We have documented multiple use cases for robots on this website already. Some of these projects make a lot more sense than others. The San Francisco SPCA has embarked on a rather unique endeavor, even though it remains to be seen how the general public will respond. Using security robots to deter homeless people from forming camps is an interesting albeit delicate venture.

Ending Homelessness in SF

Like most other major cities around the world, San Francisco is dealing with a growing number of homeless individuals. In most cases, none of these individuals chose to live on the streets, but fate has dealt them a cruel hand. It is only normal to see them band together in communities to help one another out. Unfortunately, the side effect has been the creation of so-called tent cities, which have been a thorn in the side of San Francisco officials.

Using crime-fighting robots in this situation may or may not be a smart decision. After all, interacting with homeless people requires a personal touch, which no robot can ever provide adequately. For now, these robots patrol the area surrounding the San Francisco SPCA to ensure no groups of people make the location their temporary residence.

As one would expect, the opinions regarding this “experiment” are pretty much all over the place. Some people feel it is a very smart move, whereas others consider this to be an inhumane way of dealing with less-fortunate people. Although the robots can’t harm people in any way, their presence is considered rather hostile. Then again, they are designed to deter crime, and in this case, deterring homeless people from setting up camps. These machines were never intended to be cuddly and friendly.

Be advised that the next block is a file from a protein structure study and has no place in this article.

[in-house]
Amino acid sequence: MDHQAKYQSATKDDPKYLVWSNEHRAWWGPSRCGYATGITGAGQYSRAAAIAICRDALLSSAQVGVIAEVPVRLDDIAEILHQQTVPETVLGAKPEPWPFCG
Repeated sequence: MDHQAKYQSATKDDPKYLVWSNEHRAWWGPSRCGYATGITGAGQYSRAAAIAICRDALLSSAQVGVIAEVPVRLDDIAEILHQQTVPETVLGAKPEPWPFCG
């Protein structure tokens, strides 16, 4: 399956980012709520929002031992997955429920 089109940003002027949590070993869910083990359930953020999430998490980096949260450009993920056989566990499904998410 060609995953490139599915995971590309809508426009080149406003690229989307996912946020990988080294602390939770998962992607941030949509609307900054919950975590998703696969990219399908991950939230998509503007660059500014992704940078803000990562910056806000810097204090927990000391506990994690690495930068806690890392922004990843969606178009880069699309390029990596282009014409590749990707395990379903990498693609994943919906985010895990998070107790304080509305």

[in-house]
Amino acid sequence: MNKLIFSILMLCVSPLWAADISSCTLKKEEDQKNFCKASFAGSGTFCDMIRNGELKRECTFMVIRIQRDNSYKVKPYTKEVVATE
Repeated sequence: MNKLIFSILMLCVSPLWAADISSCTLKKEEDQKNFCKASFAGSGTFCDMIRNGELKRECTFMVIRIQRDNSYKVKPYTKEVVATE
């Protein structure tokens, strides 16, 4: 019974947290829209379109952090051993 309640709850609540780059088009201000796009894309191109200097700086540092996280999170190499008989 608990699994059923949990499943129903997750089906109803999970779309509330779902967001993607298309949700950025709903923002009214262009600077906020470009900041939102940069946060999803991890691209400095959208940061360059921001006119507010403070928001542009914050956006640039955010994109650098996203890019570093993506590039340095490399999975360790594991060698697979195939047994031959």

Unsurprisingly, this robot has already been the subject of threats. The City of San Francisco told the SF SPCA to keep its robot off the streets or face severe fines. The organization has no official permit to patrol the sidewalks or take any action against the people in its presence. However, no one can deny these homeless camps are getting out of hand in certain places, and a solution will need to be found sooner or later. Using robots is not the answer most people are looking for, though.

The device in question, the so-called K9 robot, is designed to detect criminal activity and alert authorities. This is achieved using GPS, lasers, cameras, and so forth. Such robots can only be rented for US$7 per hour rather than purchased directly. It is evident these robots are well worth it, as they are far cheaper than human labor. Nor do these machines need rest, vacation, or weekends off. They are viable replacements for security guards, especially for tasks like these, according to their manufacturer, Knightscope.

For the time being, the K9 robot will remain in place and continue to patrol the streets around the SF SPCA. Do keep in mind this robot should not be trifled with, and vandalizing it in any capacity will only make things more difficult. It is evident that efforts like these are not popular by any means, and it remains to be seen how this situation evolves. If this trial proves successful, we will likely see similar initiatives all over the world in short order.